A few weeks ago I wrote about on of the first “self-improvement” books to capture widespread attention, Dale Carnegie's How to Win Friends & Influence People. This week, I want to discuss a more recent book that launched its author into the ranks of influential thought leaders, Eckhart Tolle’s A New Earth: Awakening to Your Life’s Purpose. What makes this book different from its contemporaries? Tolle’s purpose “is not to add new information or beliefs to your mind or to try to convince you of anything, but to bring about a shift in consciousness.”
This kind of thinking is precisely what led me to write my own book, The 10 KIDmandments. I didn't set out to tell anyone how they should be a better parent, but instead to create awareness of ideas I have found important and to inspire people to think more deeply about their own approach to parenting. Many of Tolle's ideas have inspired me in my own search for meaning, and I'd like to explore a few of them here.
Living in the Present Moment
“Whenever you interact with people, don't be there primarily as a function or a role, but as the field of conscious Presence.” ? Eckhart Tolle
It seems to be getting harder and harder to make a real connection these days. Technology has accomplished a lot, but one side effect is that we've forgotten how to be present. Remember the days when waiting in line meant looking around and maybe even talking to the people around you? Today, we can check our email, read the news, even watch movies while we wait. As a consequence, we've become used to distracting ourselves rather than engaging in the moment with the world around us.
Moments of real connection may pass us by because we aren’t mentally present. Being present is more than just physically taking up space; it is having the mindfulness to actively engage with our children, employees, and clients. When we connect with others in this way, we bring them into the present moment with us, and open the door for meaningful moments to take place.
I explore this idea in my book — KIDmandment 4 is Living in the Present. I believe that in order to live a life filled with excitement, we must consciously create our own lives. Living in the present helps us be aware of who we are and what we are feeling in the moment. In doing so, we set an example for our kids that life is what we make of it. We have the power to choose how we react in every situation when we are present in it, rather than being caught up in the past or living in anticipation of the future. The past is gone; the future is not yet here — this moment is what matters.
The Danger of Materialism
“But we cannot really honor things if we use them as a means to self-enhancement, that is to say, if we try to find ourselves through them.” – Eckhart Tolle
Tolle warns that using material possessions as the basis for our identity only sets us up for fleeting satisfaction of our egos. He writes that if we can honor the necessary objects in our lives for what they are and not appraise ourselves through them, we can break out of a potentially destructive cycle. I believe that one reason Tolle's book resonated so strongly with an American audience was the financial crisis of 2008. Suddenly, a society that had come to define itself by its wealth and possessions needed to re-evaluate that trend and begin to look inside for significance. Coincidentally, A New Earth was selected as part of Oprah's Book Club in 2008 and quickly became the fastest-selling book in the club's history.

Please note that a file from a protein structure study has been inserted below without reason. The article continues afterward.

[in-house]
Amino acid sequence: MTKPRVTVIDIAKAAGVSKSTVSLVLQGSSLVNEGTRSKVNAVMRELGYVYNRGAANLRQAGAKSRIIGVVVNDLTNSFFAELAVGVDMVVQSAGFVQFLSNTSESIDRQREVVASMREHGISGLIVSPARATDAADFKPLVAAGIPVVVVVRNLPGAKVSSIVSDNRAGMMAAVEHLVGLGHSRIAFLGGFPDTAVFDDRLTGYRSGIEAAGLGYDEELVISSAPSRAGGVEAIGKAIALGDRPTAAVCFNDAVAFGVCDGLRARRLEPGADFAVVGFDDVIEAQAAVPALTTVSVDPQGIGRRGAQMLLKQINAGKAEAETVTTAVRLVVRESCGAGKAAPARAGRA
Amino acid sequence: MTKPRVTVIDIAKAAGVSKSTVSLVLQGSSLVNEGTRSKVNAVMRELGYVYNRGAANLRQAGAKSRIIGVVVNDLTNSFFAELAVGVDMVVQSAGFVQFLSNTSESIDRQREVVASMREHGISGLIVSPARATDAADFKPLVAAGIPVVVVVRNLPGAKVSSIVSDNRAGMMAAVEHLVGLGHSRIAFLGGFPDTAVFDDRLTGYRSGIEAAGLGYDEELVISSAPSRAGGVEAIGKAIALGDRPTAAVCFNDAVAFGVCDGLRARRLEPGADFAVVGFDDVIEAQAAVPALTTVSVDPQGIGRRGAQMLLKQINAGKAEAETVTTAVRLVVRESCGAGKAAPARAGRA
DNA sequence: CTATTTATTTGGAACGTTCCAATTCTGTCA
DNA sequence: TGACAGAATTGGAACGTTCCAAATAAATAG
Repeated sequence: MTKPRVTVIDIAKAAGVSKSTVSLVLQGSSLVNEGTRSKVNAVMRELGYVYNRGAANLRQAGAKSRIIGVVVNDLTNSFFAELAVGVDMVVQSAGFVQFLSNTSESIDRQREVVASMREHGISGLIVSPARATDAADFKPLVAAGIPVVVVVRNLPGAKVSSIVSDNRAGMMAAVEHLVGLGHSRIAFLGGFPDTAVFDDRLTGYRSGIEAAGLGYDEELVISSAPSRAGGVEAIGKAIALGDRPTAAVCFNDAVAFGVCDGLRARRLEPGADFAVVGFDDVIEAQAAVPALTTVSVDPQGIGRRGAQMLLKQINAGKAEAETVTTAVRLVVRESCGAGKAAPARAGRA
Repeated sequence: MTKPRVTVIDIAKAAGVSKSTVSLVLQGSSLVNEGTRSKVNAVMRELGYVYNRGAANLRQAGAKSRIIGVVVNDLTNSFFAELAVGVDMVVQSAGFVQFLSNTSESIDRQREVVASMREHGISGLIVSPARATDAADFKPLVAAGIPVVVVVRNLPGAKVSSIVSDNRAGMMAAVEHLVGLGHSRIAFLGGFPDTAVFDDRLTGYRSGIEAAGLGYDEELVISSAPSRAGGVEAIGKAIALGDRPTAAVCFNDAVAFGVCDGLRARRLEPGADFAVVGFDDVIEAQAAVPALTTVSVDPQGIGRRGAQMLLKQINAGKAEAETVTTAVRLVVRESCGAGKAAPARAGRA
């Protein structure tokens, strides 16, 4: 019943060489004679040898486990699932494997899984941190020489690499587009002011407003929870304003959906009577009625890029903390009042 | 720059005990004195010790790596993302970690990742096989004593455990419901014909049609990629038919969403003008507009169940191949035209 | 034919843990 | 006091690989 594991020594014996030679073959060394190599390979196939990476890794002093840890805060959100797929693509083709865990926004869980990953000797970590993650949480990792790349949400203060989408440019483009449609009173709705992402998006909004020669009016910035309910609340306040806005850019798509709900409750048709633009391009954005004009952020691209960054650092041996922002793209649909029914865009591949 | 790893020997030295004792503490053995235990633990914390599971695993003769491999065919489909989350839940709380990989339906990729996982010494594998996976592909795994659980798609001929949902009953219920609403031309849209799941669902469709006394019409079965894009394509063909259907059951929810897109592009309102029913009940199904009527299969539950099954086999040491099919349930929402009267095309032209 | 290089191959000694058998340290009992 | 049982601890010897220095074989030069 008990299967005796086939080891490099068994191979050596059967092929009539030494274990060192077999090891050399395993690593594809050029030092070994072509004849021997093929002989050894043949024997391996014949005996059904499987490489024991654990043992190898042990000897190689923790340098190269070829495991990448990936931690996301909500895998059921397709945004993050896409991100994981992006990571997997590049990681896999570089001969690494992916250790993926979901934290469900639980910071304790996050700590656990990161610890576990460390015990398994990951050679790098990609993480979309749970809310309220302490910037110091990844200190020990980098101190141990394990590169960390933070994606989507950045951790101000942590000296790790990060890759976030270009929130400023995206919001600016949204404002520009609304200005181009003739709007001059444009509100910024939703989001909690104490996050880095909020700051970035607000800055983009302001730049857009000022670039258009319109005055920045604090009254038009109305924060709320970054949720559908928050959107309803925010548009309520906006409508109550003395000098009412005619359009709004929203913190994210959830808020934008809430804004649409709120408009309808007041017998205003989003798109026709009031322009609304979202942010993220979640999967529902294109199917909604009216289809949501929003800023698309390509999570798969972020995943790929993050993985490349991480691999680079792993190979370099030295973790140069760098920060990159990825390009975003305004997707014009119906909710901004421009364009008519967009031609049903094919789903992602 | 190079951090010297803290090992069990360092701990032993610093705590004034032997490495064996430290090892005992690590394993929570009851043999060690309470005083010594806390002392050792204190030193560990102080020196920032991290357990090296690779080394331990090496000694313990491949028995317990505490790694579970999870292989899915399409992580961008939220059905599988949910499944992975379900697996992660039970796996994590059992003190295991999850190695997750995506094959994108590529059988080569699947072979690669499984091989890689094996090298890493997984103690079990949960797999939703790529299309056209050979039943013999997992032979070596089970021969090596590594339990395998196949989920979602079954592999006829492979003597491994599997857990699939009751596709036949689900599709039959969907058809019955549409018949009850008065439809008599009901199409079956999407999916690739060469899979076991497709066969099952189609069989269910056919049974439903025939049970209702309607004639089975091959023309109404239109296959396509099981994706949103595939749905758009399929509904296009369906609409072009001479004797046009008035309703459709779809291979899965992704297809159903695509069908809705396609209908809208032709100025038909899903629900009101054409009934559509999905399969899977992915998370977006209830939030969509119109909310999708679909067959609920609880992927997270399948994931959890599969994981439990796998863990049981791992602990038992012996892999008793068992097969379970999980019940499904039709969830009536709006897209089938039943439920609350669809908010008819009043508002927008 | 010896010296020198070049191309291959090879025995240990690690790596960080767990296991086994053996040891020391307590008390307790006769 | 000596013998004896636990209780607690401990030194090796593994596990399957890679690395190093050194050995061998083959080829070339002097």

I discuss this issue in KIDmandment 9 — Money and Materialism. I believe that happiness is ultimately found within, through doing things that we love rather than simply pursuing money and material “success.” Our children should be taught to respect money and to use it well, but not to value it above their own happiness and fulfillment. If we are lucky, we can find a path in life that gives us both fulfillment and material comfort. It's important that we teach our kids to value their work, not their paycheck, so they will grow up to take pride in what they do, not what they own.
Self-Reflection Creates Positive Change
“Awareness is the greatest agent for change.” ? Eckhart Tolle
Tolle endorses self-reflection as a path to happiness, growth, and self-improvement. He writes that if we aren't in an “acceptance state,” if we aren't fulfilled, we should look inward, not outward, to examine why. Is it because we aren't grateful for what we have? Is it because we are reacting to our experiences as though we are victims, not acknowledging our power to shape the way we interact with the world? Asking these questions early and often helps us develop healthy self-awareness, self-control, and self-determination.
KIDmandment 1 is Life's Purpose. It examines the big questions — What do our lives mean? What is our purpose on this earth? We may never completely pin down the answers, but reflecting on our actions, both our successes and our failures, leads to greater peace in the present and positive growth in the future. This KIDmandment is about understanding, teaching, and living a life filled with purpose and meaning. As parents, I believe one of the most valuable lessons we can teach our children is to discover and live their purpose.
Tolle’s book focuses on conquering the ego and attaining a mindful present. Much like The 10 KIDmandments, these philosophies can be applied to our lives both at work and at home. Being present allows a fuller experience of the now, our value is in who we are and what we do, not what we own, and self-reflection helps us recognize and live our purpose. I wholeheartedly recommend A New Earth to anyone who is seeking inspiration and guidance towards living a more peaceful, present life.
What is your favorite piece of wisdom from Eckhart Tolle? Share it by tweeting @JeffOddo!